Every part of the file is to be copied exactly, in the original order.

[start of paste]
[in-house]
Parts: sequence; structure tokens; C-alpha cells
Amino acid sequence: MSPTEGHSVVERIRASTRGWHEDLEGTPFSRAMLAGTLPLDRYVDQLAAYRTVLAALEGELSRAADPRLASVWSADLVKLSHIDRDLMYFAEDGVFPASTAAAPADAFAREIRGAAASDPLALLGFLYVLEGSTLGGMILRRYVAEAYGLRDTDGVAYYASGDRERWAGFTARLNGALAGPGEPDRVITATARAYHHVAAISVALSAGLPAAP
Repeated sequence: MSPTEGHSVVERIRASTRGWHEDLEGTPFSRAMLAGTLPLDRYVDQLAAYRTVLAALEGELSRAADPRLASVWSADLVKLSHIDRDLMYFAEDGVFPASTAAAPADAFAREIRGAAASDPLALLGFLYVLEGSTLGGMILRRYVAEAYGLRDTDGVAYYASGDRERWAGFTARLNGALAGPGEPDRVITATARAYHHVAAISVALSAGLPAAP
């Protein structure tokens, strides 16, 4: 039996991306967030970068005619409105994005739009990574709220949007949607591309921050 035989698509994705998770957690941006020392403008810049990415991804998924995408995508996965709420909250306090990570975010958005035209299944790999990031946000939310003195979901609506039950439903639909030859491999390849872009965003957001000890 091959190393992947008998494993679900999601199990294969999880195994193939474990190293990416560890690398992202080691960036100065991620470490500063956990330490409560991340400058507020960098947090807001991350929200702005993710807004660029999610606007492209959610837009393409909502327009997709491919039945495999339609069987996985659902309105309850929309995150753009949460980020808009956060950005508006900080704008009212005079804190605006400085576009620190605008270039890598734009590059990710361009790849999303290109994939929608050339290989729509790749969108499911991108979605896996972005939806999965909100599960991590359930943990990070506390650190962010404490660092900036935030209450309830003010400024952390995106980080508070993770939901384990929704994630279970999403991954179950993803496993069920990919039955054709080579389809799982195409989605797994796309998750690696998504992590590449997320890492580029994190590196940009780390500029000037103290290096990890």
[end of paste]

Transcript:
[in-house]
Parts: sequence; structure tokens; C-alpha cells
Amino acid sequence: MSPTEGHSVVERIRASTRGWHEDLEGTPFSRAMLAGTLPLDRYVDQLAAYRTVLAALEGELSRAADPRLASVWSADLVKLSHIDRDLMYFAEDGVFPASTAAAPADAFAREIRGAAASDPLALLGFLYVLEGSTLGGMILRRYVAEAYGLRDTDGVAYYASGDRERWAGFTARLNGALAGPGEPDRVITATARAYHHVAAISVALSAGLPAAP
Repeated sequence: MSPTEGHSVVERIRASTRGWHEDLEGTPFSRAMLAGTLPLDRYVDQLAAYRTVLAALEGELSRAADPRLASVWSADLVKLSHIDRDLMYFAEDGVFPASTAAAPADAFAREIRGAAASDPLALLGFLYVLEGSTLGGMILRRYVAEAYGLRDTDGVAYYASGDRERWAGFTARLNGALAGPGEPDRVITATARAYHHVAAISVALSAGLPAAP
């Protein structure tokens, strides 16, 4: 039996991306967030970068005619409105994005739009990574709220949007949607591309921050 035989698509994705998770957690941006020392403008810049990415991804998924995408995508996965709420909250306090990570975010958005035209299944790999990031946000939310003195979901609506039950439903639909030859491999390849872009965003957001000890 091959190393992947008998494993679900999601199990294969999880195994193939474990190293990416560890690398992202080691960036100065991620470490500063956990330490409560991340400058507020960098947090807001991350929200702005993710807004660029999610606007492209959610837009393409909502327009997709491919039945495999339609069987996985659902309105309850929309995150753009949460980020808009956060950005508006900080704008009212005079804190605006400085576009620190605008270039890598734009590059990710361009790849999303290109994939929608050339290989729509790749969108499911991108979605896996972005939806999965909100599960991590359930943990990070506390650190962010404490660092900036935030209450309830003010400024952390995106980080508070993770939901384990929704994630279970999403991954179950993803496993069920990919039955054709080579389809799982195409989605797994796309998750690696998504992590590449997320890492580029994190590196940009780390500029000037103290290096990890």